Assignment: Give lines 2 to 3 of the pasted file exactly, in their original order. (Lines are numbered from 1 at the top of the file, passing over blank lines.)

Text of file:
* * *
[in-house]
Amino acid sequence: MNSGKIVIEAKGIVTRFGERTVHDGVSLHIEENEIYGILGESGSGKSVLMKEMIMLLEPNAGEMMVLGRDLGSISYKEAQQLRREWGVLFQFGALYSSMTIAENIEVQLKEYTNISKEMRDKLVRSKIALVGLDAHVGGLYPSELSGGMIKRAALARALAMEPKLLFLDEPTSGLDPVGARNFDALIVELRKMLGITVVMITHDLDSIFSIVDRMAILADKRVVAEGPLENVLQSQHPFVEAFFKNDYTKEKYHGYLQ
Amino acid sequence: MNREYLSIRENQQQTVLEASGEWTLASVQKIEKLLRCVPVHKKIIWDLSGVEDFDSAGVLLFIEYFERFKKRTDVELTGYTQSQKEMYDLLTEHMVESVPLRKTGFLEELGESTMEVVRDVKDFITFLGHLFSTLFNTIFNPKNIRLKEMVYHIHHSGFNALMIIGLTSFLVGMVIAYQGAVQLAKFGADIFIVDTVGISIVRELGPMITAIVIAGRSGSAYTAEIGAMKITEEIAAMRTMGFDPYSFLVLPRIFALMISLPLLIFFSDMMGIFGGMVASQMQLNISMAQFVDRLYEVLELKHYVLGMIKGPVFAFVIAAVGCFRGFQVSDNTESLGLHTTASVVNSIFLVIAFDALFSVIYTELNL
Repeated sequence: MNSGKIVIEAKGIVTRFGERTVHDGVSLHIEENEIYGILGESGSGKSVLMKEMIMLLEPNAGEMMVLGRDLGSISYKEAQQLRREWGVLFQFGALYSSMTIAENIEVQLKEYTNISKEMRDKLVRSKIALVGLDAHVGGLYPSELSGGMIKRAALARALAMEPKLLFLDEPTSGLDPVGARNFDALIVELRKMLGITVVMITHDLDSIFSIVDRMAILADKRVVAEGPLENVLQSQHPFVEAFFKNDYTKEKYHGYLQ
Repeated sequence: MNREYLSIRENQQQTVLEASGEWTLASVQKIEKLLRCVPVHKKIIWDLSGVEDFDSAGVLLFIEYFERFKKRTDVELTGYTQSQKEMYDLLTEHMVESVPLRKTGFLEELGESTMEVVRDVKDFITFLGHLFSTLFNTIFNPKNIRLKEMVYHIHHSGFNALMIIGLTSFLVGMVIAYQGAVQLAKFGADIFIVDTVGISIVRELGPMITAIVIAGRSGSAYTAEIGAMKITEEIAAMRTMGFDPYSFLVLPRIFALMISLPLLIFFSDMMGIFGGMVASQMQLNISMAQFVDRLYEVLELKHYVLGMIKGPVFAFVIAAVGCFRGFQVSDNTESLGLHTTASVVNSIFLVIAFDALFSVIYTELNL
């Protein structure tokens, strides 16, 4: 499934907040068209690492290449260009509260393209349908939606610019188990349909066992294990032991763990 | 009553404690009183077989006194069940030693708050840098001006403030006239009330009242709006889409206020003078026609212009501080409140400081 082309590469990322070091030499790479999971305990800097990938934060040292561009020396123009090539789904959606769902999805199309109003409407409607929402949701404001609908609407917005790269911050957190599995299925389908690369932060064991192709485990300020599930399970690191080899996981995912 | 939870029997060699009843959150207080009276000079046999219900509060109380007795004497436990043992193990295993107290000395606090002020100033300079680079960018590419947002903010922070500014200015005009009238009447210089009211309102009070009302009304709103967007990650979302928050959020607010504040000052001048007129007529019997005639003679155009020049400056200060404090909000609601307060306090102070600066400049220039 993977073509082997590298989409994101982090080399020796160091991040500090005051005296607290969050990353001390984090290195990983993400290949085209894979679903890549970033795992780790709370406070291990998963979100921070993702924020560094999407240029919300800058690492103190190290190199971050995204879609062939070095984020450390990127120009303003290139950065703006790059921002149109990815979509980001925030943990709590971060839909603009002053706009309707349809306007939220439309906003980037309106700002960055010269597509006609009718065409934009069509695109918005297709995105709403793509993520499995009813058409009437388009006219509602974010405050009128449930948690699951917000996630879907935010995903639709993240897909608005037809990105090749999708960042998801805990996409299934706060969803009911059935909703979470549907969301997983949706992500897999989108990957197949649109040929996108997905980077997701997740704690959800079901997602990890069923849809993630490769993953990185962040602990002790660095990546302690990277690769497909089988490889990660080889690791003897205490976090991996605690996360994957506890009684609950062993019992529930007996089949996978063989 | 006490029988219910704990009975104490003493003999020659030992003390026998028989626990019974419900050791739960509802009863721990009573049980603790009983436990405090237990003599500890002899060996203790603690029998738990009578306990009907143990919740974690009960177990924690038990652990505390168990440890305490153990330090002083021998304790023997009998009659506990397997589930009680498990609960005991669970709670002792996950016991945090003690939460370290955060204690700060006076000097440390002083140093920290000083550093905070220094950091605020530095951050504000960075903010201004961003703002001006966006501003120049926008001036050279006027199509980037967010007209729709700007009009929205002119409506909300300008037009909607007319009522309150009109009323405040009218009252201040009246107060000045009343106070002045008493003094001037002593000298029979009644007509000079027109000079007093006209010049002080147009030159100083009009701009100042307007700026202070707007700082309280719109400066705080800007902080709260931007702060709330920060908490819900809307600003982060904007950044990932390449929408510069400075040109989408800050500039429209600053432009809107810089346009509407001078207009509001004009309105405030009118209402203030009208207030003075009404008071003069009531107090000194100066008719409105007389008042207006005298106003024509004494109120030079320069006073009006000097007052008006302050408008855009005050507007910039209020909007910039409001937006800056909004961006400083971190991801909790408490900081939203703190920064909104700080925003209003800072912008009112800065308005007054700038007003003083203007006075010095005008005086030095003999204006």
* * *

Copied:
Amino acid sequence: MNSGKIVIEAKGIVTRFGERTVHDGVSLHIEENEIYGILGESGSGKSVLMKEMIMLLEPNAGEMMVLGRDLGSISYKEAQQLRREWGVLFQFGALYSSMTIAENIEVQLKEYTNISKEMRDKLVRSKIALVGLDAHVGGLYPSELSGGMIKRAALARALAMEPKLLFLDEPTSGLDPVGARNFDALIVELRKMLGITVVMITHDLDSIFSIVDRMAILADKRVVAEGPLENVLQSQHPFVEAFFKNDYTKEKYHGYLQ
Amino acid sequence: MNREYLSIRENQQQTVLEASGEWTLASVQKIEKLLRCVPVHKKIIWDLSGVEDFDSAGVLLFIEYFERFKKRTDVELTGYTQSQKEMYDLLTEHMVESVPLRKTGFLEELGESTMEVVRDVKDFITFLGHLFSTLFNTIFNPKNIRLKEMVYHIHHSGFNALMIIGLTSFLVGMVIAYQGAVQLAKFGADIFIVDTVGISIVRELGPMITAIVIAGRSGSAYTAEIGAMKITEEIAAMRTMGFDPYSFLVLPRIFALMISLPLLIFFSDMMGIFGGMVASQMQLNISMAQFVDRLYEVLELKHYVLGMIKGPVFAFVIAAVGCFRGFQVSDNTESLGLHTTASVVNSIFLVIAFDALFSVIYTELNL